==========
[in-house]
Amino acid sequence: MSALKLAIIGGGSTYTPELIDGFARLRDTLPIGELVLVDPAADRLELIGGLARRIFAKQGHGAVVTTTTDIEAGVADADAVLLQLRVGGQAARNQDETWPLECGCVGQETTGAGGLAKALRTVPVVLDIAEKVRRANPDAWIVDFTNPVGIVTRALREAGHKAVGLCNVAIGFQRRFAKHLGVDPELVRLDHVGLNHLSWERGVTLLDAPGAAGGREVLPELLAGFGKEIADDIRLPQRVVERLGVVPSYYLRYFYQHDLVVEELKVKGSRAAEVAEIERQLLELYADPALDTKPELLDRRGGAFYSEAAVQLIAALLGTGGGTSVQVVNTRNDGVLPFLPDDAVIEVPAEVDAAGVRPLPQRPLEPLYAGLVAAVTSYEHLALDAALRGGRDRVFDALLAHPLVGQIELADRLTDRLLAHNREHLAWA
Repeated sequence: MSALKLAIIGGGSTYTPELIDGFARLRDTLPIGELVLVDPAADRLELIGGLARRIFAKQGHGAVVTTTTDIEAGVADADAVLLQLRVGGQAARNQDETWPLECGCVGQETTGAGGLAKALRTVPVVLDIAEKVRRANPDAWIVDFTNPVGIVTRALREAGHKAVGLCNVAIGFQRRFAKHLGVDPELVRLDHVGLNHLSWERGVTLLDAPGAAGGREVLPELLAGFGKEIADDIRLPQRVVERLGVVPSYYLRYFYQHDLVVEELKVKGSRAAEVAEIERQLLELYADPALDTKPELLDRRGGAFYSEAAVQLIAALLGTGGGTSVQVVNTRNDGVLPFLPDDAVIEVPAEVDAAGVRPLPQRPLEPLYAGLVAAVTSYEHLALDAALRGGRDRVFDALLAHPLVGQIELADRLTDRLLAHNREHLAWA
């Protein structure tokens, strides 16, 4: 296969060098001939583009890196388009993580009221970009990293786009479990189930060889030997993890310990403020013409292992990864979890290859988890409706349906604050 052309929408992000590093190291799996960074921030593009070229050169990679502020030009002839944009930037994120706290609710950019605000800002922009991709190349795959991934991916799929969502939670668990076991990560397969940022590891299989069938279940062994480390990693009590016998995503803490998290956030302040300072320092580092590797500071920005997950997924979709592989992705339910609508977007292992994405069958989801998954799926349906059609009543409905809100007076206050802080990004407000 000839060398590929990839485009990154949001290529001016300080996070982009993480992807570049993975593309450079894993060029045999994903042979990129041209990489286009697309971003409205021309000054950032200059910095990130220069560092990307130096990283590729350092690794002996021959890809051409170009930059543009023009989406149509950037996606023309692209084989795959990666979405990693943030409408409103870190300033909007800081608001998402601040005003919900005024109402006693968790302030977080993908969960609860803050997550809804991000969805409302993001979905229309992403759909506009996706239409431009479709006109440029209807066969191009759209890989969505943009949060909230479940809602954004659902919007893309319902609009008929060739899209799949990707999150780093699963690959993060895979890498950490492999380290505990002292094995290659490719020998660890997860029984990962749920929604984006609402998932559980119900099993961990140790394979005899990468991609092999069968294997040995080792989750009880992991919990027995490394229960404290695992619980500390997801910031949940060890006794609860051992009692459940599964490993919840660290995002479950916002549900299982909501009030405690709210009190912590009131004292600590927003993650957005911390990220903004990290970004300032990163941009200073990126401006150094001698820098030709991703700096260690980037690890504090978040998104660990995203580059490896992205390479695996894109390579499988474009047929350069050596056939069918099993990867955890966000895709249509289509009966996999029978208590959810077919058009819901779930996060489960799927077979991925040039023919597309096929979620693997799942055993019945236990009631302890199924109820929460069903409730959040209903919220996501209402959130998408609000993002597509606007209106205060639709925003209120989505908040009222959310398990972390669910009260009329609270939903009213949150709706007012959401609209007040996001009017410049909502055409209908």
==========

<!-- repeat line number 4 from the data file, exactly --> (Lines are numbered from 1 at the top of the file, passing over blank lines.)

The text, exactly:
């Protein structure tokens, strides 16, 4: 296969060098001939583009890196388009993580009221970009990293786009479990189930060889030997993890310990403020013409292992990864979890290859988890409706349906604050 052309929408992000590093190291799996960074921030593009070229050169990679502020030009002839944009930037994120706290609710950019605000800002922009991709190349795959991934991916799929969502939670668990076991990560397969940022590891299989069938279940062994480390990693009590016998995503803490998290956030302040300072320092580092590797500071920005997950997924979709592989992705339910609508977007292992994405069958989801998954799926349906059609009543409905809100007076206050802080990004407000 000839060398590929990839485009990154949001290529001016300080996070982009993480992807570049993975593309450079894993060029045999994903042979990129041209990489286009697309971003409205021309000054950032200059910095990130220069560092990307130096990283590729350092690794002996021959890809051409170009930059543009023009989406149509950037996606023309692209084989795959990666979405990693943030409408409103870190300033909007800081608001998402601040005003919900005024109402006693968790302030977080993908969960609860803050997550809804991000969805409302993001979905229309992403759909506009996706239409431009479709006109440029209807066969191009759209890989969505943009949060909230479940809602954004659902919007893309319902609009008929060739899209799949990707999150780093699963690959993060895979890498950490492999380290505990002292094995290659490719020998660890997860029984990962749920929604984006609402998932559980119900099993961990140790394979005899990468991609092999069968294997040995080792989750009880992991919990027995490394229960404290695992619980500390997801910031949940060890006794609860051992009692459940599964490993919840660290995002479950916002549900299982909501009030405690709210009190912590009131004292600590927003993650957005911390990220903004990290970004300032990163941009200073990126401006150094001698820098030709991703700096260690980037690890504090978040998104660990995203580059490896992205390479695996894109390579499988474009047929350069050596056939069918099993990867955890966000895709249509289509009966996999029978208590959810077919058009819901779930996060489960799927077979991925040039023919597309096929979620693997799942055993019945236990009631302890199924109820929460069903409730959040209903919220996501209402959130998408609000993002597509606007209106205060639709925003209120989505908040009222959310398990972390669910009260009329609270939903009213949150709706007012959401609209007040996001009017410049909502055409209908």